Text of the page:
https://www.peacecorps.gov/index.cfm?shell=resources.donors.contribute.projDetail&projdesc=526-187

Thank you for your generosity!

2007 - 2008 Recipients

11 November 2008

I Need Your Help

For my next post I would like to field some general questions and answer them, but for that I need some questions. They could be questions about anything and you're allowed to ask more than one. Doesn't just have to be about Paraguay, could be about theology or quantum physics for all I care. So leave some questions in the comments section of this post or email them to me and in a week or two I'll answer them in the next post.

Also, I would like to congratulate the United States of America on getting a new president. However, if you are an American and also a white supremacist, republican, or anti-Hawai'ian, then I'm really f'in sorry for ya man. That really sucks, I feel ya. . .

07 November 2008

Foto Fest

Well, you all certainly deserve it for stickin' with me, so here you are. An ass-load of photos of Unicorn Union, "Che TruckStop"A view of UU from 2k away. All of the town is on the left side of the ruta on the right. That is ruta internacional 7 which heads straight from Asunción through the heart of oriental paraguay to Ciudad del Este and on into Brasil.
As I've said before, life in my town is largely dictated by the activity on the ruta. This is our fancy bus terminal, one of the few with buildings on BOTH sides of the ruta. Seen from across our highway-side ciclovía, like a little park.

The pride and joy of our highly comercial economy. Canada, a super (1 of 3). A hamburgesería or hamburger joint (1 of 5, open late!). Lubripar, a chain of gas stations (1 of 3 gas places in town). We're special.
A view of my street, Bernardino Caballero. Named for the founder of the colorado party. There's a street named after him in every town.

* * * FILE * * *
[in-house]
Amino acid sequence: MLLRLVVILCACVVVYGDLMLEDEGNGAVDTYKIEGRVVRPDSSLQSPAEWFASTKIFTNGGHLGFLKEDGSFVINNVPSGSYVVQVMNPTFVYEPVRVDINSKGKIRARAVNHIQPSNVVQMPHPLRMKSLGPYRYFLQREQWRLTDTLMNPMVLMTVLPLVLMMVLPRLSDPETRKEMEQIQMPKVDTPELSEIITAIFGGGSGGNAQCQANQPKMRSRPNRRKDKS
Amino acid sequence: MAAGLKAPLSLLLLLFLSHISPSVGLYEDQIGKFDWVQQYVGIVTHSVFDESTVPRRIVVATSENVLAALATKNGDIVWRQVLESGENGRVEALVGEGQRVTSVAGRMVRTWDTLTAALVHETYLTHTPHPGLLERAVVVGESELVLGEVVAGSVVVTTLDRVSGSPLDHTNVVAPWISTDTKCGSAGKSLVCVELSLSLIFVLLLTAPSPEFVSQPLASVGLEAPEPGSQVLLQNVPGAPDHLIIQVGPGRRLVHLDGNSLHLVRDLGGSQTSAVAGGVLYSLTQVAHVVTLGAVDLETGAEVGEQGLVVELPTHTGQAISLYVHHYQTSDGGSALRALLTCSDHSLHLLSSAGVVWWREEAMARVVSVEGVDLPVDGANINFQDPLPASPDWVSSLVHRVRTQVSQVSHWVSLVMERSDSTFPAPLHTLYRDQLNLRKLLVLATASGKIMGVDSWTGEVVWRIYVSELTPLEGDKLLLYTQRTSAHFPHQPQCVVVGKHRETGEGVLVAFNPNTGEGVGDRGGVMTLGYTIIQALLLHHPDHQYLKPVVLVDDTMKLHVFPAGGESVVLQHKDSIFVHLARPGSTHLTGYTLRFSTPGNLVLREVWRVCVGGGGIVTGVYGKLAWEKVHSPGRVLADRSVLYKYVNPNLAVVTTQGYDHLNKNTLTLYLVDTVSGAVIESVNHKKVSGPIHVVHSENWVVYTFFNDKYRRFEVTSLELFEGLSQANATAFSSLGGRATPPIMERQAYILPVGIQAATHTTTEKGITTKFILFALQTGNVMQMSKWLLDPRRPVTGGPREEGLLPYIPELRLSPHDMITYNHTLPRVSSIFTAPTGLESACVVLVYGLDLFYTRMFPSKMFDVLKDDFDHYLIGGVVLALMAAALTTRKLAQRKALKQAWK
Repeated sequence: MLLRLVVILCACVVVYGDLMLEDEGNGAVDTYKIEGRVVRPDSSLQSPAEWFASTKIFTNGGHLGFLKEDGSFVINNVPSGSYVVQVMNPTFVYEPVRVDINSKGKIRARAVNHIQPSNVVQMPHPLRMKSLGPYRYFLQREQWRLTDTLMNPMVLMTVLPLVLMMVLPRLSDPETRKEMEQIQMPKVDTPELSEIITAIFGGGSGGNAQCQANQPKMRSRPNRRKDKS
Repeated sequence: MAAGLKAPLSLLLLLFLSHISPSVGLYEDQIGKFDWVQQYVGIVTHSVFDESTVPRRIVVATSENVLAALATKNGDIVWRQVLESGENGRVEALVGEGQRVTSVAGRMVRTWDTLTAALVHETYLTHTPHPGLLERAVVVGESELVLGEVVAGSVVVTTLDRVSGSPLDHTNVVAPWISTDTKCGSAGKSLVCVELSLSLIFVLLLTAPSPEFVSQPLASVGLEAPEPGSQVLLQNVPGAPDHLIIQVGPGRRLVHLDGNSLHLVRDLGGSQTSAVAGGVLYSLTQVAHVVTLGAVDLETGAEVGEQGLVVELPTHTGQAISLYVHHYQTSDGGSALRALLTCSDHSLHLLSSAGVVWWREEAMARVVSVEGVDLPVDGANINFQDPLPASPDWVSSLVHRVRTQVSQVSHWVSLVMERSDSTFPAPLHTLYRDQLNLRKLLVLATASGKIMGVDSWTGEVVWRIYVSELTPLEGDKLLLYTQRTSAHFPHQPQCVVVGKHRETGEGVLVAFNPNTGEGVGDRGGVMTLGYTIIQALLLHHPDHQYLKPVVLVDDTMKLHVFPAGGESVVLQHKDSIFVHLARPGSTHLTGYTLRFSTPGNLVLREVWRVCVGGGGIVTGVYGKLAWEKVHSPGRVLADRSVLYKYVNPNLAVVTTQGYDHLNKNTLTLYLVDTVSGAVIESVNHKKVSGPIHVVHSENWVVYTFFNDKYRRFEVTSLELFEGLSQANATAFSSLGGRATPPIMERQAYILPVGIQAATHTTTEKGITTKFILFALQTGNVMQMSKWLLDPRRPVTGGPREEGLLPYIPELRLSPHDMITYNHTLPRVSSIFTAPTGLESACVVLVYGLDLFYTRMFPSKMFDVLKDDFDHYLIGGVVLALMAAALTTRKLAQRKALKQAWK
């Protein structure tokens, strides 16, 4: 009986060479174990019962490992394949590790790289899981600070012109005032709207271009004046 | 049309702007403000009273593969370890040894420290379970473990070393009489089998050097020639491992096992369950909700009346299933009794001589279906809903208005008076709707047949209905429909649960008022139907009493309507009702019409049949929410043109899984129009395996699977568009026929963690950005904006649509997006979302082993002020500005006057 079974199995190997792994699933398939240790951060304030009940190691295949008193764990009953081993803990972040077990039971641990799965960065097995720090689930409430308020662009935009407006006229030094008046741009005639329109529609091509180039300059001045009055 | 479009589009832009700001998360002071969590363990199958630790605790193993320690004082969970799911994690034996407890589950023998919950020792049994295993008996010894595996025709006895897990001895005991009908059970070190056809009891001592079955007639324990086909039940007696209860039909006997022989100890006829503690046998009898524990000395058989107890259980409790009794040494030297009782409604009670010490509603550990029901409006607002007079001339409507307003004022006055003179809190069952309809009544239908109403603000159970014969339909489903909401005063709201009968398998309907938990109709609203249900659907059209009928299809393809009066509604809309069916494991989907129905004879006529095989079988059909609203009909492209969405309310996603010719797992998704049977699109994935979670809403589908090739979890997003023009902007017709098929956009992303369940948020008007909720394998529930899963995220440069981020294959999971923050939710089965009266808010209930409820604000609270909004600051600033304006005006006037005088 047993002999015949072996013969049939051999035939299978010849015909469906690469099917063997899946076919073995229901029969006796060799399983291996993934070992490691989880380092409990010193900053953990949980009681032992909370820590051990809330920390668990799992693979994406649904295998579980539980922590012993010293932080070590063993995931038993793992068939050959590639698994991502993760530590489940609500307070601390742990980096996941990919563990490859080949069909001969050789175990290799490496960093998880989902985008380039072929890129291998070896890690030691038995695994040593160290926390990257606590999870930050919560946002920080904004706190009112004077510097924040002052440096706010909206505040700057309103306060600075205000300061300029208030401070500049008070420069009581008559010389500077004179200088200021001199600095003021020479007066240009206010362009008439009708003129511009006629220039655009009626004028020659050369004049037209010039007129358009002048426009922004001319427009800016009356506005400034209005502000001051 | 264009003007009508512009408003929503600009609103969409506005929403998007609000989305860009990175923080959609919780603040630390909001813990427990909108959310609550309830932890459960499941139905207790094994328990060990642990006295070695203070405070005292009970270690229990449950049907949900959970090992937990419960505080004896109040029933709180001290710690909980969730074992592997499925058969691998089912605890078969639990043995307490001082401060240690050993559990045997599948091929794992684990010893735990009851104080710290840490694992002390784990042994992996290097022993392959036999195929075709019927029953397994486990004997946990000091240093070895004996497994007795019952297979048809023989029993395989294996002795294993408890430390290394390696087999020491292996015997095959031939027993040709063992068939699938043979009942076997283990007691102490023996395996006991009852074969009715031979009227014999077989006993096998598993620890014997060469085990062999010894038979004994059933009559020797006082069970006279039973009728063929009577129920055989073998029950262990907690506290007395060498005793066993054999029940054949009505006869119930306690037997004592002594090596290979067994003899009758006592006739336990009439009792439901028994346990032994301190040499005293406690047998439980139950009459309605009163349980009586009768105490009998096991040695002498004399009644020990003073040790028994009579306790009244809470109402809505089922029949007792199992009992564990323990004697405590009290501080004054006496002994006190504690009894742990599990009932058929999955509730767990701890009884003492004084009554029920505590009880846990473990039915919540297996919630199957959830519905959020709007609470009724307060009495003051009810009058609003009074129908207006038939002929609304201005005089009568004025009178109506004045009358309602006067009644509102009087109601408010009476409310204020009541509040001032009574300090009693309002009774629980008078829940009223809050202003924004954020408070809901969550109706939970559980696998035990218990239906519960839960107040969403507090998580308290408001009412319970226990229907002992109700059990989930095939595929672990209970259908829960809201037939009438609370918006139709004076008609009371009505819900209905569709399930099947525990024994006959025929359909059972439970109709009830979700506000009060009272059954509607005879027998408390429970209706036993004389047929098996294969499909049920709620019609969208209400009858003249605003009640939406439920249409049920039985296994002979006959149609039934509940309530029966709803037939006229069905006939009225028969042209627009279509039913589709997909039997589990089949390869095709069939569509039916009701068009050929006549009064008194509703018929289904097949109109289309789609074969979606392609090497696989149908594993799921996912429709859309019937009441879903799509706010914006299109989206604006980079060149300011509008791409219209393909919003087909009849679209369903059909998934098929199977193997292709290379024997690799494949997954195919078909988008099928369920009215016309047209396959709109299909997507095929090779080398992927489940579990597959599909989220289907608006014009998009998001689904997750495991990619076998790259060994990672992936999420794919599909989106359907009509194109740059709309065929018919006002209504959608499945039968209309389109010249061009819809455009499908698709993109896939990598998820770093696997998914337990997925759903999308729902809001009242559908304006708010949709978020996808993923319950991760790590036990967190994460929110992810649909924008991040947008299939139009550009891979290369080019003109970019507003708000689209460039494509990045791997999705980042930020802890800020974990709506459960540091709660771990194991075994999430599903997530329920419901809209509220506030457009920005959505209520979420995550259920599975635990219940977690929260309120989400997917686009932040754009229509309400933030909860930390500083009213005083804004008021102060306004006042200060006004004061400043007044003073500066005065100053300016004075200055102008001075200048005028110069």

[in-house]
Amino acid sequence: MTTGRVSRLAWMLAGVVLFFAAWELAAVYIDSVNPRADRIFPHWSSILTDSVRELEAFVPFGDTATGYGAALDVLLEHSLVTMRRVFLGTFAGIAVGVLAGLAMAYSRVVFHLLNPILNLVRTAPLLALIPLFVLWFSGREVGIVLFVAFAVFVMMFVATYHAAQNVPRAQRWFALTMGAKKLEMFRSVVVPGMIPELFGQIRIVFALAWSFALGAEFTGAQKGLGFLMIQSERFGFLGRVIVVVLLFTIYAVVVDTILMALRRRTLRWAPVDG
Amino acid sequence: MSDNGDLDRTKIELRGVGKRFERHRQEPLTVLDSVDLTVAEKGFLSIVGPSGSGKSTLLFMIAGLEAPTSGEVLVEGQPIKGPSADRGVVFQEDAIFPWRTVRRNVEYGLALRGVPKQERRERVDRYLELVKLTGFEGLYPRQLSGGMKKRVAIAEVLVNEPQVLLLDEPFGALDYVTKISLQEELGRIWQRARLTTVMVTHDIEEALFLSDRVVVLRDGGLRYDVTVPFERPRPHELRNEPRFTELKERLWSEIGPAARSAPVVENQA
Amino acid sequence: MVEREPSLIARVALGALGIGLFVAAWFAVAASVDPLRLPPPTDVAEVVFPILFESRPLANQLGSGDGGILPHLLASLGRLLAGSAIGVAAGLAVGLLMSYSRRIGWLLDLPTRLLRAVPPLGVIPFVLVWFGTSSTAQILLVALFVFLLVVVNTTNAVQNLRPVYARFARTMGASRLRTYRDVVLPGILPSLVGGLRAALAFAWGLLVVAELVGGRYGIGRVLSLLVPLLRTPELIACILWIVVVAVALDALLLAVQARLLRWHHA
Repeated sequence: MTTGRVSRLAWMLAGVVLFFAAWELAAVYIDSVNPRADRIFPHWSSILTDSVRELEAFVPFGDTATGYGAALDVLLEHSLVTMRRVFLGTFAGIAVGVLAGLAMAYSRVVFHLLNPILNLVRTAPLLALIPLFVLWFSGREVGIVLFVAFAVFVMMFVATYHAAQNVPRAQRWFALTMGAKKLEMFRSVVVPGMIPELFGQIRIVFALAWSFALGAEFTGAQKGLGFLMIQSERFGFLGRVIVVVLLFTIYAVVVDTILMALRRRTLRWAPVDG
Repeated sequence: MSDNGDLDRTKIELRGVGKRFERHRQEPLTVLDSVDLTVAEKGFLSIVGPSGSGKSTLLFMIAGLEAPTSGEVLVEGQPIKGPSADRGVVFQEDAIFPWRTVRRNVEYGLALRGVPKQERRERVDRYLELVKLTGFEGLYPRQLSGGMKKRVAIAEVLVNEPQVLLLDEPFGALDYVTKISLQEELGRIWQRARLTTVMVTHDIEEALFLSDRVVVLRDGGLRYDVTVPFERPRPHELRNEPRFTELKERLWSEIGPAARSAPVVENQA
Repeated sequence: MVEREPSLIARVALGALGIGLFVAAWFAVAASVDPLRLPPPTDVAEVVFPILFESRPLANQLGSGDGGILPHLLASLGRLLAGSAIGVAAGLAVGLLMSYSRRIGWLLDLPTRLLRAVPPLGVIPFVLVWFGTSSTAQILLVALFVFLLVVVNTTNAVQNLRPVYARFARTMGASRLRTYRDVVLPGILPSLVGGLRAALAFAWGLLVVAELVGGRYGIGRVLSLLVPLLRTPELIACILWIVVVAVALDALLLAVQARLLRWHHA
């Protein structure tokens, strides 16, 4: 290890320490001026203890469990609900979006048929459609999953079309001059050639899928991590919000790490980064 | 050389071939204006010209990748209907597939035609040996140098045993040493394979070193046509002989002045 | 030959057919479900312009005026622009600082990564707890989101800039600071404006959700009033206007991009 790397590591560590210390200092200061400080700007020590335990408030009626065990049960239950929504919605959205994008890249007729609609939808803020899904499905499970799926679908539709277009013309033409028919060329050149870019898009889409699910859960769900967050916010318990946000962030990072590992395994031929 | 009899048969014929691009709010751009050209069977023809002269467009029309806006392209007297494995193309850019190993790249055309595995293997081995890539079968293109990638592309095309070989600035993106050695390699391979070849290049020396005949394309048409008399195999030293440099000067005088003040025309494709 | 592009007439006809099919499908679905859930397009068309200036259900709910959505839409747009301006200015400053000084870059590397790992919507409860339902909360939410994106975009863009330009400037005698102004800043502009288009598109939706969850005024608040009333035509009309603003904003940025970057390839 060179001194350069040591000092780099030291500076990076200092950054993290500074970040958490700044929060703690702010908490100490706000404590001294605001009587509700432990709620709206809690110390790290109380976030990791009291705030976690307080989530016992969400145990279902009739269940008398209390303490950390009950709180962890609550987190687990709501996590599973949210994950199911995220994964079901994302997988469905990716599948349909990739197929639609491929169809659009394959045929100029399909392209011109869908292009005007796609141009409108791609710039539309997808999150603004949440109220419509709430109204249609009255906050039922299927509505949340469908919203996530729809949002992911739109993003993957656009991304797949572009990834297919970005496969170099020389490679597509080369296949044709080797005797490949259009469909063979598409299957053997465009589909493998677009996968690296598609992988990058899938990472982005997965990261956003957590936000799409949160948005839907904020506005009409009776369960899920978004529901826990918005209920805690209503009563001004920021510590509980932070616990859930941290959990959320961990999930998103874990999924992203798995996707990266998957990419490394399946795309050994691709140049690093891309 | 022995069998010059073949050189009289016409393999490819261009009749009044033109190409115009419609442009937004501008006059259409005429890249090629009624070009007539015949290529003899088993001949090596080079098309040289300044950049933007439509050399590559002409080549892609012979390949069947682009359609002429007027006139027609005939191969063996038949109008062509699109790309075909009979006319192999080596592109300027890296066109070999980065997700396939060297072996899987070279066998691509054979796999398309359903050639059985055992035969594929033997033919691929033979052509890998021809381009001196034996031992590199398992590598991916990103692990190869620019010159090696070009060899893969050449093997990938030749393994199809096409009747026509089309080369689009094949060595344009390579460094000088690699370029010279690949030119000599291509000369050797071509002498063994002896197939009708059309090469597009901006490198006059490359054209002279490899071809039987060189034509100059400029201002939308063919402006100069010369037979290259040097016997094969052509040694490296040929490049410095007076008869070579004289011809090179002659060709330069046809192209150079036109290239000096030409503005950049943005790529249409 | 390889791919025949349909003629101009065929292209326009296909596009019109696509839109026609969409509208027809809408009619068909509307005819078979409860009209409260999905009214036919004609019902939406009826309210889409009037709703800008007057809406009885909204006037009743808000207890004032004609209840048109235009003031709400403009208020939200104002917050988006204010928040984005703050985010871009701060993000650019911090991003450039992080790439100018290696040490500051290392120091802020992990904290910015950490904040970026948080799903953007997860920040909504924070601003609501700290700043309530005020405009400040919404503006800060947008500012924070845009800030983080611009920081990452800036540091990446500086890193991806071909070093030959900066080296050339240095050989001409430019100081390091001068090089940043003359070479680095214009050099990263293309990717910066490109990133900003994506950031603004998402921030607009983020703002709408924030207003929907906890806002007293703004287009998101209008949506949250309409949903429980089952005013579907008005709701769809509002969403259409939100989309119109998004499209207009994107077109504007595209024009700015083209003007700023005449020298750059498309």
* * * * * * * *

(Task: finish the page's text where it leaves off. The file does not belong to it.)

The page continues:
Another view of my street.
In Paraguay, roads are a big deal. They are heavyweight political issues and commonly used indicators of an area's development. This is a nice one, two lanes, empedrado. We might want to translate empedrado into "cobblestone", but a more literal translation might be "jagged rocks hammered into clayey dirt." A pleasure to walk on and a great ankle workout (sarcasm).
Here's a good one, just narrower.
This one is another storey, especially after rain. Then it turns into a death trap. It's just dirt. Mind you these three streets all all a block away from eachother. I'd like to thank the dog for posing so nicely, he promptly bolted in terror as soon as I moved after taking the picture.
This is our one, two-block paved road that is not the ruta. It defines the comercial part of town which is actually pretty dense, especially for a town this size. But that still doesn't compare with we're used to in the states. It may look really nice from the photo (and admittedly it looks good to me after living here for 9 months), but it's lacking in some departments, come and you'll see what I mean.
UU is pretty compact, but this lot (in between two decent houses) is yuyal (pronounced joojall), a place for growing weeds. But, its actually someone's personal mandioca plot.
Two very important town institutions. This s the dance club.
And this is the church.
The one public high school in town. I work here sometimes.
The one public elementary school in town. I work here too.
And an exterior shot of my house. More of that some other time.
And last, and definately least. My ugly mug, just for you mom. Not likin my hair in this one.
That's all for now. Peace!

03 November 2008

Finally

So after some broken promises, and like 2 months, I finally tell you about my town. I have plenty to say (in fact this one’s a little long, apologies), problem is I almost don’t know what I should say, nothing I can wright will help you to imagine it as it truly is. Bear that in mind.